I told people I needed a week but then changed my mind. 3 days is nothing!

claremp7 Tue 21-May-13 07:54:08

Bear you've described my relationship with my mother down to a t. Also live far away and have siblings who like to be mothered close to her!
My DD is 14 weeks and me and DP had exactly the same discussion. As it turned out I had to be induced so I called them that evening and asked if they wanted to come down.
I had a difficult time so DP was mainly with me in hospital so not home much with them. They helped out with picking him up and taking him to hospital and even to the pub! His DM took a massive step back and has been useless ever since.
My parents were amazing at home stayed for four days. They made tea for visitors cooked for us and did tge washing. Exactly what family should do!
MIL on the other hand demanded a cup of tea and said the house was a bit messy. As I said she's turned very weird. I think its jealousy.
At times when you need family you'll be surprised by who steps up
Your doing the right thing by just leaving it flexible and see how you feel.
My relationship between me and DM has been amazing since.

KookyKitty Tue 21-May-13 07:54:55

I'm 40 weeks pregnant with my first. As I have no way of knowing how the birth will be or how I'll be feeling I thought it best to tell family that we'll let them know when we feel ready for visitors.

They all say they totally understand, my mother and MIL are fine with it. It's not being selfish at all. Everyone has a different experience of birth, if you lucky enough to be up and ready for visitors great. But if you've had a tough time, are sore hormonal and just want time to recover and get used to being a parent, who the hell has the right to intrude!

shellsocks Tue 21-May-13 08:35:29

I've kept up reading the rest of the thread with interest....am I alone then in thinking that visitors being asked to do housework is odd...unless you are a single parent etc. then I would be pretty put outbid I turned up to visit a baby and was asked to do the hoovering instead! Bringing a meal is pretty normal I think, but I've only ever heard of guests doing housework on mumsnet!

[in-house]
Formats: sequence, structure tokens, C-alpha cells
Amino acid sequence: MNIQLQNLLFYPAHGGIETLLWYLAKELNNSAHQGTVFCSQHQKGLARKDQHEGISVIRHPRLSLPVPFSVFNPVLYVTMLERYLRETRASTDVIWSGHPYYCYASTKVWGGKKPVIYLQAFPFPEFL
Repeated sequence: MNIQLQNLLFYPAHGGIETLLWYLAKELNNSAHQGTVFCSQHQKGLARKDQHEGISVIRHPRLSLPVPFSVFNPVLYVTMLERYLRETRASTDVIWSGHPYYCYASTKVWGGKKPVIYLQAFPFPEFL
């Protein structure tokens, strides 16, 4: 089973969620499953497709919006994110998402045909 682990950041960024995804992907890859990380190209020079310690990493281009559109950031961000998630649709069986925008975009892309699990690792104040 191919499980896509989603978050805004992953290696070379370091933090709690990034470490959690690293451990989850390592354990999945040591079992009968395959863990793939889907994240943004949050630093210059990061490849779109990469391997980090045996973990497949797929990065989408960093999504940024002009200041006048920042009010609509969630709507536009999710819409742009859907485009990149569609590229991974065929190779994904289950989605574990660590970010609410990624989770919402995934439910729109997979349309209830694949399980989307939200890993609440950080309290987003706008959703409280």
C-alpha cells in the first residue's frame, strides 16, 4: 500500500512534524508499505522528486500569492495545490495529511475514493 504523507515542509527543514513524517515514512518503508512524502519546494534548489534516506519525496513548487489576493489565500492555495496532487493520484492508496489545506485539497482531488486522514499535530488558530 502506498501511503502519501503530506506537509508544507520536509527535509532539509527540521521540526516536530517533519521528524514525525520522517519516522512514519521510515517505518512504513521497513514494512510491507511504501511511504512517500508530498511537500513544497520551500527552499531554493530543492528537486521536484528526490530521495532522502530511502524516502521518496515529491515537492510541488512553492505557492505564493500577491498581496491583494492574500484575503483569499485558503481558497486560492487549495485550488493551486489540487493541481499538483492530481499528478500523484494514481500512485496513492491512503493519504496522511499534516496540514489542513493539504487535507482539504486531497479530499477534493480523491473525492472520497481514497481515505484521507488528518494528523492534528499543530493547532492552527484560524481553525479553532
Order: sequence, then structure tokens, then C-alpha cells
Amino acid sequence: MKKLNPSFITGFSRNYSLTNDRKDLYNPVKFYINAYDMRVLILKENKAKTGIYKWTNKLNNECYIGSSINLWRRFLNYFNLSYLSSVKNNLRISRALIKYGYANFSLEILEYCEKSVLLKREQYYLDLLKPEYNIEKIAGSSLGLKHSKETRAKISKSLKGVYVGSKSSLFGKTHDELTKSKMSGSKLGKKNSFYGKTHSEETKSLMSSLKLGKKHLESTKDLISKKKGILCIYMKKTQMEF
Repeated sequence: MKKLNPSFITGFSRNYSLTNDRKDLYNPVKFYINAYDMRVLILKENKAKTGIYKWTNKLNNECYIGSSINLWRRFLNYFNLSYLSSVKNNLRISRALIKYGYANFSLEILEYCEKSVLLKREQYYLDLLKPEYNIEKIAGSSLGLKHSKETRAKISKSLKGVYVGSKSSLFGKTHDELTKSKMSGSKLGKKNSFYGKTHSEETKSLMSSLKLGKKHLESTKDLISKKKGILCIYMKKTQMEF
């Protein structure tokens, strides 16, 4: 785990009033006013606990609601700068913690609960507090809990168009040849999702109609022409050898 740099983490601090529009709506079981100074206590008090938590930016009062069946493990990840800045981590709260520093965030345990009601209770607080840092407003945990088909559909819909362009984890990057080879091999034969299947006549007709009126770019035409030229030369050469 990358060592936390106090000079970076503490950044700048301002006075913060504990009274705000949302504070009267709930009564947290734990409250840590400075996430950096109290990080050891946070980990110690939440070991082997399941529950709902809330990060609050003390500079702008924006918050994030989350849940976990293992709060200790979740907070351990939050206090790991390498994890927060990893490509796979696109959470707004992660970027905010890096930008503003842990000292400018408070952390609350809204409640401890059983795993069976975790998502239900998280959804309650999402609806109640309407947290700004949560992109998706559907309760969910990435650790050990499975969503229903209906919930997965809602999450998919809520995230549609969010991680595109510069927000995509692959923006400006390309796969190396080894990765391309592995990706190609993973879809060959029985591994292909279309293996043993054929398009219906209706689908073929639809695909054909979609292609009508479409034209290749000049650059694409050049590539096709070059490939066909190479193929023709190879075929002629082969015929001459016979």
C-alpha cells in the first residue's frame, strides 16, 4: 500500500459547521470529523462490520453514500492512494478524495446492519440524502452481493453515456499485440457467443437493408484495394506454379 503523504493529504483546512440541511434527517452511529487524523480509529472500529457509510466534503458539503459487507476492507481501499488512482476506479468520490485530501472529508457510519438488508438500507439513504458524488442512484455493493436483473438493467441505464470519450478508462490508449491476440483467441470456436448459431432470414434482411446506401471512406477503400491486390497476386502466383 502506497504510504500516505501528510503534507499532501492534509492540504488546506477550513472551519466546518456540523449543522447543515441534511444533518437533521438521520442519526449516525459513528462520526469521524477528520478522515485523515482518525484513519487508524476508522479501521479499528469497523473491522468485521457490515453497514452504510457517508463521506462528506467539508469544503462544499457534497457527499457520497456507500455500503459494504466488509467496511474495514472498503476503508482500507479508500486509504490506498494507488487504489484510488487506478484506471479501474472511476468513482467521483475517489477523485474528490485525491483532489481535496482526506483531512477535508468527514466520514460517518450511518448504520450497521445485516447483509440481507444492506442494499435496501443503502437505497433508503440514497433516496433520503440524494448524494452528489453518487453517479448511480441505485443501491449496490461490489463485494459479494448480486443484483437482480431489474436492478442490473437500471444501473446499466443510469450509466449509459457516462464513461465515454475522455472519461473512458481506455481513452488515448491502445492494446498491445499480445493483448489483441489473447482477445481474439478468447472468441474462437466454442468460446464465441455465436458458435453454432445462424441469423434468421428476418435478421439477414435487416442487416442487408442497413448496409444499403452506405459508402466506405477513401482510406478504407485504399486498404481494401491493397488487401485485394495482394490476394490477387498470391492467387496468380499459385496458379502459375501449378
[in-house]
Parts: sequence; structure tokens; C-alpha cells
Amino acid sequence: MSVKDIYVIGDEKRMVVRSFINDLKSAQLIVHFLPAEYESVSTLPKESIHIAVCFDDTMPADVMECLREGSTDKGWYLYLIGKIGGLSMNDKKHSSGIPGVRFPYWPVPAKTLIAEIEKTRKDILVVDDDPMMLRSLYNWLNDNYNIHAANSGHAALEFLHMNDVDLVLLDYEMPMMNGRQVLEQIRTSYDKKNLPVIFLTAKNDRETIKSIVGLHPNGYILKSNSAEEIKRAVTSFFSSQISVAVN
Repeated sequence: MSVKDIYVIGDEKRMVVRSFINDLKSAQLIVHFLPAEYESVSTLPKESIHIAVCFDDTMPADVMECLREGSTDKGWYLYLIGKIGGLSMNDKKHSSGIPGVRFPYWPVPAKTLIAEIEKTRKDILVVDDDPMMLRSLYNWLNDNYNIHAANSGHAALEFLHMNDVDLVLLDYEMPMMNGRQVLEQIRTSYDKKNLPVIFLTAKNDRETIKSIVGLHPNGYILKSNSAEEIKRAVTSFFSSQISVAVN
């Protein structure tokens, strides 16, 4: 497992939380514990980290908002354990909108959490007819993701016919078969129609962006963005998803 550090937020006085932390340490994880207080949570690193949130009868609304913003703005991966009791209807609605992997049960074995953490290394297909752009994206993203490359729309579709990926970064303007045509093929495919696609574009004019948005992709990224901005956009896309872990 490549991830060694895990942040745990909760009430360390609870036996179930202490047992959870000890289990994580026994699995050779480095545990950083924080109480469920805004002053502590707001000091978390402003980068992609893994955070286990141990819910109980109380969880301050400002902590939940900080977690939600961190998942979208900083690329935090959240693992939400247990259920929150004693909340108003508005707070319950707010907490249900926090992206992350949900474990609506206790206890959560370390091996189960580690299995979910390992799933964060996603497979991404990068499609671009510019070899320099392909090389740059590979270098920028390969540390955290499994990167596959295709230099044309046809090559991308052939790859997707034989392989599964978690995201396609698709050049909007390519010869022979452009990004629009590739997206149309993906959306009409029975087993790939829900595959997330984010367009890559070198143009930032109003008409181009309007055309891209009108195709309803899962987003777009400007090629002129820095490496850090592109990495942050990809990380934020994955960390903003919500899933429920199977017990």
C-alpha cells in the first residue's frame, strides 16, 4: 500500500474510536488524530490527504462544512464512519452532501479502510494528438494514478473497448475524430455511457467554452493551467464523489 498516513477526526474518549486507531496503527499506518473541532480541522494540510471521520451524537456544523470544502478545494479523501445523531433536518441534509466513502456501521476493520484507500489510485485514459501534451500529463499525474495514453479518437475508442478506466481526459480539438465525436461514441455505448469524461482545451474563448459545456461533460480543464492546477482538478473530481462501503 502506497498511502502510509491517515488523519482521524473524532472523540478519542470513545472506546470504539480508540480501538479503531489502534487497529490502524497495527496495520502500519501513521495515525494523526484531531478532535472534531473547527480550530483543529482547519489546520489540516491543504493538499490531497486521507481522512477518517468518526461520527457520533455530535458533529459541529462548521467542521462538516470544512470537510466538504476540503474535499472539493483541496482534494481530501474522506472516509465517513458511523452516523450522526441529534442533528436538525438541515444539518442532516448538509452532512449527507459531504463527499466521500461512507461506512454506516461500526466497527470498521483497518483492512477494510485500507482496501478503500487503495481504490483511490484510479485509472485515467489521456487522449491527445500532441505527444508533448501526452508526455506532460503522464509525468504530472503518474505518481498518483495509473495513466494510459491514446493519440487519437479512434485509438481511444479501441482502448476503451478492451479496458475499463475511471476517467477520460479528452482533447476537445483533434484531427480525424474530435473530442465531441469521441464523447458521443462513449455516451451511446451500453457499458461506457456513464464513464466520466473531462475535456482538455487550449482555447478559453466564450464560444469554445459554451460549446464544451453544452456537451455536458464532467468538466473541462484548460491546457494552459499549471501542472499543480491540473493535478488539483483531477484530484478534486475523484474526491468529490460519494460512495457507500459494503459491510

shellsocks Tue 21-May-13 08:36:16

Sorry was meant to say 'I would be pretty put out if'

shellsocks Tue 21-May-13 08:37:57

God made a right mess of that post...I meant to say what do your DPs do when the visitors are there if the visitors are making there own tea?!

Borntobeamum Tue 21-May-13 08:40:36

You're seeing it from your side - your Mum is seeing it from her side.
When you're in your Mums position you'll see it differently.
I couldn't wait to share our wonderful babies with their excited family and when my dds gave birth, they too wanted to do the same.
But we are all different.

DontmindifIdo Tue 21-May-13 08:54:07

Shellsocks - but would you claim to be visiting "to help" and then be annoyed that you were expected to help? Quite frankly, noone who has just had a baby is up for entertaining, or if they are, I've not met them. Some will put up with it in order to show off the baby, but it's family who insist they are 'helping' by cuddling a baby while the mum (who would otherwise just put her feet up cuddling her own baby watching whatever crap is on TV) is a help to her.

melika Tue 21-May-13 08:56:34

I think if you set down stringent requests like this, you may be making a big mistake. People want to celebrate your new arrival and maybe it would be best to let them do it by visiting. Staying over is a different matter, a little too intrusive for me. But IME the world and its cat want to see your new baby, get it over and done with.

My BIL and SIL had twins, didn't let us see them til they were 6 weeks, I can't be bothered with them at all, I still feel slighted at this.

shellsocks Tue 21-May-13 08:57:20

But I'm asking what does the DP do? I was pretty immobile so I sat still while looking after DS or talking to visitors while they held him...my DH did housework, made cuppas etc?

TenaciousOne Tue 21-May-13 08:59:10

YABU/YANBU
I wish I had my mother around for a few days after DS was born. My father saw DS when he was hours old (came to the hospital) but the only person I wanted was my mum. MIL came to see him at the hospital and then again when he was 10 days old but expected me to make tea etc... If your mum is offering to be helpful, take her up on the offer.